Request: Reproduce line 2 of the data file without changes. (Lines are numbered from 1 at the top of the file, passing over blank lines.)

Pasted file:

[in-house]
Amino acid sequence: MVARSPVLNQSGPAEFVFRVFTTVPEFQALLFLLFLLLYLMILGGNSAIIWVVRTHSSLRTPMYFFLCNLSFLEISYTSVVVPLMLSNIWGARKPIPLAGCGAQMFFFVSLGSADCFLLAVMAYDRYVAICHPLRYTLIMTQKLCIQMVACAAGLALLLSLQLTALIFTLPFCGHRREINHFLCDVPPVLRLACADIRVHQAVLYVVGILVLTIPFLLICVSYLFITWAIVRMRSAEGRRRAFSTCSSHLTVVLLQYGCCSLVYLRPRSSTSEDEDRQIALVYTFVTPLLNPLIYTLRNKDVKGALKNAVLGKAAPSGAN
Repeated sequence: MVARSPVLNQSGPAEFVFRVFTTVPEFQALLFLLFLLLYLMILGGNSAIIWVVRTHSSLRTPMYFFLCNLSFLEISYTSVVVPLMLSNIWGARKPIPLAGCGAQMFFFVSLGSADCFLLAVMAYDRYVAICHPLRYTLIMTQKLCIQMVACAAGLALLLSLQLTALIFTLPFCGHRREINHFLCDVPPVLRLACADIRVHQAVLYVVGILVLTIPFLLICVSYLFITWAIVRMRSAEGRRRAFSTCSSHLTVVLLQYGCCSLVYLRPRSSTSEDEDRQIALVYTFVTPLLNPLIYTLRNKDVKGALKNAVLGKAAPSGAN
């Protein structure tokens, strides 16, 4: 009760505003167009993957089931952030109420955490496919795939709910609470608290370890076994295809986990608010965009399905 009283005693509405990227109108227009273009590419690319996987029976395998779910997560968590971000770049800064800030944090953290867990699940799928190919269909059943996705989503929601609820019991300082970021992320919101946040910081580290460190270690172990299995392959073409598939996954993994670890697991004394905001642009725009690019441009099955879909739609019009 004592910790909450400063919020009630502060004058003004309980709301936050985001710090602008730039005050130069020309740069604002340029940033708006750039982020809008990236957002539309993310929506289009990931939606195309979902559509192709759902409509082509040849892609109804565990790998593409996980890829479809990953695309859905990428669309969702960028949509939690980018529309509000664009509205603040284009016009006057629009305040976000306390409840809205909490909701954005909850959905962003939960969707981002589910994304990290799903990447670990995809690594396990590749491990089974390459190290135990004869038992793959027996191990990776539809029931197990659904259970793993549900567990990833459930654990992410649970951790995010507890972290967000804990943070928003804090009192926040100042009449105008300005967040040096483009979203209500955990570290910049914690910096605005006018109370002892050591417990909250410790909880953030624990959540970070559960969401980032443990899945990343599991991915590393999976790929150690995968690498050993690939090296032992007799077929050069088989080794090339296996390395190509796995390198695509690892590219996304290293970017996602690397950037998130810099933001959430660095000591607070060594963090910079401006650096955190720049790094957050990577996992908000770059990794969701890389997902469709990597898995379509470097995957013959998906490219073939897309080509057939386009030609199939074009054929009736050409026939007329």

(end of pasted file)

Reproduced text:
Amino acid sequence: MVARSPVLNQSGPAEFVFRVFTTVPEFQALLFLLFLLLYLMILGGNSAIIWVVRTHSSLRTPMYFFLCNLSFLEISYTSVVVPLMLSNIWGARKPIPLAGCGAQMFFFVSLGSADCFLLAVMAYDRYVAICHPLRYTLIMTQKLCIQMVACAAGLALLLSLQLTALIFTLPFCGHRREINHFLCDVPPVLRLACADIRVHQAVLYVVGILVLTIPFLLICVSYLFITWAIVRMRSAEGRRRAFSTCSSHLTVVLLQYGCCSLVYLRPRSSTSEDEDRQIALVYTFVTPLLNPLIYTLRNKDVKGALKNAVLGKAAPSGAN